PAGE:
Medical Financial Hardship Associated with Cancer in the United States
Han et al. Page 308
With rising costs of cancer care, concerns about financial hardship are increasingly reported in the United States by providers and patients. Using recent data from a nationally representative survey, Han and colleagues found that medical financial hardship and nonmedical financial sacrifices due to cancer were common, with greater intensity for those ages 18 to 64 years than 65+ years. Moreover, lower socioeconomic status, comorbidity, lack of private insurance coverage, extended employment change, and recent cancer treatment were also associated with higher hardship intensity and/or sacrifices. The findings highlight the need to mitigate financial hardship for cancer survivors, especially for those at high risk.
Clinical and Economic Impact of Tailoring Screening to Predicted Colorectal Cancer Risk
Ladabaum et al. Page 318
Personalized colorectal cancer (CRC) screening could optimize screening effectiveness and resource allocation. There are multiple CRC risk prediction tools with modest discriminatory ability. Ladabaum and colleagues explored the potential clinical and economic impact of CRC screening tailored to predicted CRC risk. This decision analysis suggests that tailored screening is preferable over a uniform approach if it is guided by a highly accurate and affordable risk prediction tool. However, a uniform approach may be preferred if risk stratification involves even modest levels of risk misclassification or modest incremental costs. Higher intensity screening in those with predicted higher risk could improve outcomes despite misclassification, but lower intensity screening in those with predicted lower risk may worsen outcomes due to misclassification.
Association of Imaging-Based Body Fat Distribution and Mammographic Density
Maskarinec et al. Page 352
The reported stronger association of obesity with postmenopausal breast cancer in Asian compared to white women may be due to differences in the relative distribution of visceral and subcutaneous fat. Maskarinec and colleagues examined the relation of adiposity measures with percent mammographic density (PMD), a strong predictor of breast cancer incidence, among participants of the Multiethnic Cohort. The analysis of abdominal MRI images and PMD showed that a higher ratio of visceral to subcutaneous adipose tissue was positively associated with PMD and indicates a link between the propensity to accumulate fat as visceral fat and the amount of fat in the breast.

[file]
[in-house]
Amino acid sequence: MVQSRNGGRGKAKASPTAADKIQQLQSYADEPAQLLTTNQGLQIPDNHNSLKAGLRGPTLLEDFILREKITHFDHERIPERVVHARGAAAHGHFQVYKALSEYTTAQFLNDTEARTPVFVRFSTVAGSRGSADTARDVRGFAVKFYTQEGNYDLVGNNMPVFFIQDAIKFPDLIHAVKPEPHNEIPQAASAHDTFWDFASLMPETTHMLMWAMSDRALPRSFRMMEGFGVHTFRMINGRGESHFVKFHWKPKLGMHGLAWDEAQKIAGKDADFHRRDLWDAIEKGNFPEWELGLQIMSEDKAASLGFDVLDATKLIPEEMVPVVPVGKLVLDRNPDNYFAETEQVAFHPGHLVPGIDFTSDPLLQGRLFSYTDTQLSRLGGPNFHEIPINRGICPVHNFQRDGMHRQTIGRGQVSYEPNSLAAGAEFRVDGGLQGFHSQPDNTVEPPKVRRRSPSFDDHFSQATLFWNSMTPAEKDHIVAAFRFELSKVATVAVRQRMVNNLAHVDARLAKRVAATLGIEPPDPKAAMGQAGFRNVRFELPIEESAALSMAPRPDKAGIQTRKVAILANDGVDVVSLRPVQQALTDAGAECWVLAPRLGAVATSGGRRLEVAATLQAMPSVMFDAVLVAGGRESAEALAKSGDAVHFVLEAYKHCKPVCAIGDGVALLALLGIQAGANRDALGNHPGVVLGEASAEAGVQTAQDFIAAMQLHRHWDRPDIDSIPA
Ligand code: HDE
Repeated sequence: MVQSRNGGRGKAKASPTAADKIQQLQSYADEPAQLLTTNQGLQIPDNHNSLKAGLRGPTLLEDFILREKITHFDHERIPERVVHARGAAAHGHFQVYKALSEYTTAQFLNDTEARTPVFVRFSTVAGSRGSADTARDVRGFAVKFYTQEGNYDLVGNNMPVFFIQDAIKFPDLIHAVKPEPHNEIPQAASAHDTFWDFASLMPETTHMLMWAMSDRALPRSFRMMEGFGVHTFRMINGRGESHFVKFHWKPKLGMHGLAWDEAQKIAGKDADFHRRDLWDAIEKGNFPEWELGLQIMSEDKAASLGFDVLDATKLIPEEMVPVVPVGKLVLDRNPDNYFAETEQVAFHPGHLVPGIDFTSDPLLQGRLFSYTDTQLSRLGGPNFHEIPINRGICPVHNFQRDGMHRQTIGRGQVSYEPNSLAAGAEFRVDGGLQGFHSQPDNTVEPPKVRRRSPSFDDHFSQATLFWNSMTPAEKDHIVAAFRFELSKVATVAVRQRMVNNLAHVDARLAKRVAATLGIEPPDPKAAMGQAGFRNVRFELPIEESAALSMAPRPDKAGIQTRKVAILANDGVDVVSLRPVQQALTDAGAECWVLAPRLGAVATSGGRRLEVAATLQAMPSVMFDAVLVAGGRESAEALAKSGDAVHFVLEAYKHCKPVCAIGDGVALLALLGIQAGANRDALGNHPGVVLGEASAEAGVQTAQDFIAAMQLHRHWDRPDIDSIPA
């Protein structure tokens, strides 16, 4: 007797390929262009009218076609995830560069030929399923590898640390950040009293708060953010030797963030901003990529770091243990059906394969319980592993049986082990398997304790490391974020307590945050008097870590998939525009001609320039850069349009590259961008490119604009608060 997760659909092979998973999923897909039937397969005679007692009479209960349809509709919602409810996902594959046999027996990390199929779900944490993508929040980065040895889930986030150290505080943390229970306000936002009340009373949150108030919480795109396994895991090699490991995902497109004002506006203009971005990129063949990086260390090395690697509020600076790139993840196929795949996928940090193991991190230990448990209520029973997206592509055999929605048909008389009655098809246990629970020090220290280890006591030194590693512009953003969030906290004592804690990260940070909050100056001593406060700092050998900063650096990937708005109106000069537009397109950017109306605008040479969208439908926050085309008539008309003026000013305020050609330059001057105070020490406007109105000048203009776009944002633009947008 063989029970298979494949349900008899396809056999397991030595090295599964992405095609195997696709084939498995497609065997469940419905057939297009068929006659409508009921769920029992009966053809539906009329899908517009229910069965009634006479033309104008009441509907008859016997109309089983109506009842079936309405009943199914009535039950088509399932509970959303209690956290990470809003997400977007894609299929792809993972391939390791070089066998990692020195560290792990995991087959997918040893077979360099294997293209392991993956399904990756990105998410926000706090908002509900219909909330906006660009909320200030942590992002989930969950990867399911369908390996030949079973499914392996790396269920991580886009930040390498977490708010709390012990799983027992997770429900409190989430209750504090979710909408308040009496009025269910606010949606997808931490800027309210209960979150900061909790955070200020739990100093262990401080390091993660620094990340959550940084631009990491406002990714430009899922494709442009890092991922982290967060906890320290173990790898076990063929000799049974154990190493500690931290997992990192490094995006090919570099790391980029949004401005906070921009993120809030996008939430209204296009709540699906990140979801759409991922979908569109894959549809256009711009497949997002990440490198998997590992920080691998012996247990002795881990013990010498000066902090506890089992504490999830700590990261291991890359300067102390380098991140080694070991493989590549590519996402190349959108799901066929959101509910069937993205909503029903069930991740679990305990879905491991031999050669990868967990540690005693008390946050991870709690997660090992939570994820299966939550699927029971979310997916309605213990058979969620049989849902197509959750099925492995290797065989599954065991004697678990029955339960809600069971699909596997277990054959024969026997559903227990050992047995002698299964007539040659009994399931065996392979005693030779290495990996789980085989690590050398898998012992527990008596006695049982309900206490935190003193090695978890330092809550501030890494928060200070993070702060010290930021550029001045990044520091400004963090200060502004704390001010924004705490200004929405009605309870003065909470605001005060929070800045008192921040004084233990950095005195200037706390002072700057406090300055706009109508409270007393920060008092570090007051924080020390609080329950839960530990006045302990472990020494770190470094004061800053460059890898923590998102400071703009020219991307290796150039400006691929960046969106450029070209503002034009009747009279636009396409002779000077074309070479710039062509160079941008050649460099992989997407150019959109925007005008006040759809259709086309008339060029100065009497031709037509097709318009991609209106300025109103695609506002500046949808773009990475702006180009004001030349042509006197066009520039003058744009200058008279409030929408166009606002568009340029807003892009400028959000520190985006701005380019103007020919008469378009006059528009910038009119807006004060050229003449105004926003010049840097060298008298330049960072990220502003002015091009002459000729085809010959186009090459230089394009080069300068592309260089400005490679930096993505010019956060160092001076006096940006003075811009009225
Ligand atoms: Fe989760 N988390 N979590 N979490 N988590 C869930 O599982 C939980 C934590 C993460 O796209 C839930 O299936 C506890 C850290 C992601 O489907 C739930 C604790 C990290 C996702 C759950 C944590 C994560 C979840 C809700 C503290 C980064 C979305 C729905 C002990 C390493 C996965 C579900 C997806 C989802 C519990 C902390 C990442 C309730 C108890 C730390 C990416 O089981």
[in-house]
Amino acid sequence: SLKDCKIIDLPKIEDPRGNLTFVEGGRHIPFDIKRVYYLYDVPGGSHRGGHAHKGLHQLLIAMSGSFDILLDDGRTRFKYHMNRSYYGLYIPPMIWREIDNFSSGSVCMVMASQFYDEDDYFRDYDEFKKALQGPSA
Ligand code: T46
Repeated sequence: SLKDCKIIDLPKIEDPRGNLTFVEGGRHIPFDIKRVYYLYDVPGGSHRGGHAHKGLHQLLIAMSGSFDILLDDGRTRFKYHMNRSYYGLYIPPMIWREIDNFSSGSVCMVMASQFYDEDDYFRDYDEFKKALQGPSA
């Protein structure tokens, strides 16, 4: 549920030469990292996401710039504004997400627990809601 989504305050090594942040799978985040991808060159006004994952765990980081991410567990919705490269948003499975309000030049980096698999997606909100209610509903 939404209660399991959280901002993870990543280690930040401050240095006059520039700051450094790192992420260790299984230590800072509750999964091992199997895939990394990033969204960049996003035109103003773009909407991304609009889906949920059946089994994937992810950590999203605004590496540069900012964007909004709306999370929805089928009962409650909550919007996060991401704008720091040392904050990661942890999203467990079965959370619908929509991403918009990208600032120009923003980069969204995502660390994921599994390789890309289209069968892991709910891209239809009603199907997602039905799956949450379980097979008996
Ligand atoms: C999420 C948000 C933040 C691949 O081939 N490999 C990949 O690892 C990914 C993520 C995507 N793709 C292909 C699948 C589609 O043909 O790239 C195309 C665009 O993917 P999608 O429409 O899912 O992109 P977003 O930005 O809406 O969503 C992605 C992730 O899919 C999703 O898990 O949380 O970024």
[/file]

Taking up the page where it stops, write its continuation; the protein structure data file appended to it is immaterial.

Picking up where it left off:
Predicting Lung Cancer Occurrence in Never-Smoking Females in Asia
Chien et al. Page 452
High incidence and mortality rate suggest the desirability to identify high-risk Asian never-smoking females (NSF) who may benefit from low-dose CT (LDCT) screening. On the basis of an age-matched case–control study and an estimated age-specific 6-year lung cancer incidence rate among Taiwanese NSFs, Chien and colleagues developed the Taiwanese NSF Lung Cancer Risk Models (TNSF-SQ) using standard epidemiologic and genetic information. Validation studies suggest that TNSF-SQ seems potentially useful in selecting Taiwanese NSFs for LDCT screening and hence helps inform clinical practice and screening program design. Similar models could be developed for never-smoking females in other parts of Asia.